Why FARE (Food Allergy Research & Education) thinks desensitization is a vital food allergy therapy on the path toward finding tolerance.
Parents of children with food allergies tell me their main focus for their child’s future is keeping their loved one safe and healthy. This brings up a thought-provoking question when it comes to where we are headed with research: do we seek to find a cure for food allergy or do we address the urgent need to have a treatment – something – that will protect the lives of individuals with food allergies?
In diseases such as cancer or cystic fibrosis, scientists have focused on finding treatments that will help those affected live longer, while science develops the understanding of the underlying problem – in order to find the cure. In contrast, the endpoint in food allergy research is more complex because there are multiple causes at play. Even among the strongest supporters of food allergy research, there are differences in what is viewed as a “cure.”
Therefore I think it’s worthwhile to define what we at FARE mean when we talk about a “cure.”
Desensitization, which may be achieved through oral immunotherapy (OIT), which is still in clinical trials, blunts an allergic response to protect an individual accidentally exposed to their allergen and thereby prevents a potentially life-threatening reaction. However, if the individual stops taking the therapy, the full allergic reaction returns.
Tolerance – or what researchers refer to as “sustained unresponsiveness” – means the individual is no longer allergic to the food and can freely incorporate it into their diet. With sustained unresponsiveness, for example, individuals could safely consume their allergen well after their treatment concluded, without ongoing treatment or maintenance doses.
With desensitization, you could gain peace of mind and a level of freedom from the threat of life-threatening reactions, but you likely will still carry epinephrine. With tolerance, you would be “cured.”
For many parents who have seen their child gasp for air in the midst of a terrifying anaphylactic reaction, a cure may be a long-term goal, but immediate protection is important, so desensitization is a significant option. Other parents, however, may feel this approach doesn’t go far enough because they want their child to be able to eat whatever they want, and to avoid any fear the food allergy could return.
Zeroing in on a single cure for food allergy has proven difficult since we still don’t understand the cause. Why can one child tolerate cooked egg with no problem while his friend can’t? Why do therapies currently being studied in clinical trials work for some but not others? Underlying some of the vexing issues about food allergies is the fact that reactions are highly variable, not just across the population, but even within a single person.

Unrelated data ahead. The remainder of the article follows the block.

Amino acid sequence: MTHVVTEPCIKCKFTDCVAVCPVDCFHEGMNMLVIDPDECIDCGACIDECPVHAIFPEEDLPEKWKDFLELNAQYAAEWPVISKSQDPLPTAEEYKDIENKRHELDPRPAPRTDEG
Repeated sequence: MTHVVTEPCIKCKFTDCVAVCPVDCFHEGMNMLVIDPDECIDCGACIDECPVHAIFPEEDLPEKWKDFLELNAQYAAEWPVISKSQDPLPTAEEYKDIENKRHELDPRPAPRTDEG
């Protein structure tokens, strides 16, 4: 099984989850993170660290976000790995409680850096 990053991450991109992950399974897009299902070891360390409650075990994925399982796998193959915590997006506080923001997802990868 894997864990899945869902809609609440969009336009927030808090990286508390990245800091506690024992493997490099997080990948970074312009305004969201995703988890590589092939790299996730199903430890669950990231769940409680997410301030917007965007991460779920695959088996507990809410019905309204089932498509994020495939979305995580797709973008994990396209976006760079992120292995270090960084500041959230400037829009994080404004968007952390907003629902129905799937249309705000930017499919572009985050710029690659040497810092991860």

Families and individuals managing food allergies have clamored for a cure, and rightfully so. Too many lives have been lost to fatal food allergy reactions. But I feel it is vitally important to also give attention and investments to research that will provide protection from life-threatening reactions to the millions affected by food allergies.
Scientists are still gathering data to address fundamental questions about inducing tolerance to food. The pace of research has been frustratingly slow and we at FARE share this frustration. I would like to have a viable treatment tomorrow.
On the other hand, we cannot proffer things that are not proven, or more importantly, could be dangerous. That’s why we’re pulling out all the stops to accelerate research with initiatives such as the FARE Clinical Network and programs like the FARE Investigator in Food Allergy Awards. Fortunately, with generous community support, we have been able to provide resources for talented scientists who are newly dedicated to finding ways to protect food-allergic individuals.
I’m pleased to report that, for the first time, two companies working on therapies for food allergy are in Phase 3 (final) clinical trials. For some of you, that might beg the question of why we even need approval of the Food and Drug Administration. One of the main reasons is so that allergists across the country can offer consistent therapies – whether as OIT or the skin patch – to all patients with approved protocols and guidelines. These therapies would also be eligible for insurance coverage, which is a major problem with non-FDA approved approaches.
In January, I had the opportunity to offer comment at an FDA meeting of the Allergenic Products Advisory Committee, which was held to discuss safety and effectiveness data for food allergy immunotherapy products. I emphasized that although the reduced potential for an allergic reaction may not seem like a tremendous scientific advance, it could be the difference between life and death for many food-allergic individuals.
So for now, when we talk about therapeutic endpoints, we will focus on safe and effective treatments that desensitize rather than induce tolerance. We know these treatments will save lives now while we continue to build our understanding of food allergies to support further work for longer-term goals – such as a true cure. I feel this binary approach makes the most sense, and best serves the wishes of the allergic community.
Dr. Jim Baker is the CEO of Food Allergy Research & Education (FARE). For more information, visit Foodallergy.org.